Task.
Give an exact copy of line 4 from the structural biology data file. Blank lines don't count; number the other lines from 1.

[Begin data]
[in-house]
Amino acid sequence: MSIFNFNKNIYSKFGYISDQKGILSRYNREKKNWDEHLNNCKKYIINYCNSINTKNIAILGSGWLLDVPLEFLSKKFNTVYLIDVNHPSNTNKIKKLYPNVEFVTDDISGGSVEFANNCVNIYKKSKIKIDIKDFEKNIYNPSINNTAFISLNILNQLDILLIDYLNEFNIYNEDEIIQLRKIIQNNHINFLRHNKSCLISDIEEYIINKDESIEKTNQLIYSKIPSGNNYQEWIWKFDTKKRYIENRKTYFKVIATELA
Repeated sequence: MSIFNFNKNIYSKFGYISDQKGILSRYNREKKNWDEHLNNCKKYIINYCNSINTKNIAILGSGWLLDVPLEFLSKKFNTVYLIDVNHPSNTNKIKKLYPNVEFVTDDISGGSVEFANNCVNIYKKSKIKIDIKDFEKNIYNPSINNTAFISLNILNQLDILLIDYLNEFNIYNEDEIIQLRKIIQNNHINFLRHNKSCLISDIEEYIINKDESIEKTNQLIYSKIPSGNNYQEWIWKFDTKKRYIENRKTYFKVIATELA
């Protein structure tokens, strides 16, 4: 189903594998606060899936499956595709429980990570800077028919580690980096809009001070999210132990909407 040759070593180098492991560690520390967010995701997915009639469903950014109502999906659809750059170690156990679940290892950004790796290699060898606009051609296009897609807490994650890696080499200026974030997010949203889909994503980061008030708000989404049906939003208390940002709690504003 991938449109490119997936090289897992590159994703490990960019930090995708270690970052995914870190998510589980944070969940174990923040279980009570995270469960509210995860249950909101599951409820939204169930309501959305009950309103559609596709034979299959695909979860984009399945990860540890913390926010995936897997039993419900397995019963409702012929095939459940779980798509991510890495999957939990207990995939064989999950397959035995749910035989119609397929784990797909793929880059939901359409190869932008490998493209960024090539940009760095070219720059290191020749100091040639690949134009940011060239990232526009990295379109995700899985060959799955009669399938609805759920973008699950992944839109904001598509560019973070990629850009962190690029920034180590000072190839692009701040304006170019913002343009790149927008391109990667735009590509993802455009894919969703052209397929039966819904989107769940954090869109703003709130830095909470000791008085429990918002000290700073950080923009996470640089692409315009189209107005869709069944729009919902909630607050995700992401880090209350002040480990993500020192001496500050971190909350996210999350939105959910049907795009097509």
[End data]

């Protein structure tokens, strides 16, 4: 189903594998606060899936499956595709429980990570800077028919580690980096809009001070999210132990909407 040759070593180098492991560690520390967010995701997915009639469903950014109502999906659809750059170690156990679940290892950004790796290699060898606009051609296009897609807490994650890696080499200026974030997010949203889909994503980061008030708000989404049906939003208390940002709690504003 991938449109490119997936090289897992590159994703490990960019930090995708270690970052995914870190998510589980944070969940174990923040279980009570995270469960509210995860249950909101599951409820939204169930309501959305009950309103559609596709034979299959695909979860984009399945990860540890913390926010995936897997039993419900397995019963409702012929095939459940779980798509991510890495999957939990207990995939064989999950397959035995749910035989119609397929784990797909793929880059939901359409190869932008490998493209960024090539940009760095070219720059290191020749100091040639690949134009940011060239990232526009990295379109995700899985060959799955009669399938609805759920973008699950992944839109904001598509560019973070990629850009962190690029920034180590000072190839692009701040304006170019913002343009790149927008391109990667735009590509993802455009894919969703052209397929039966819904989107769940954090869109703003709130830095909470000791008085429990918002000290700073950080923009996470640089692409315009189209107005869709069944729009919902909630607050995700992401880090209350002040480990993500020192001496500050971190909350996210999350939105959910049907795009097509």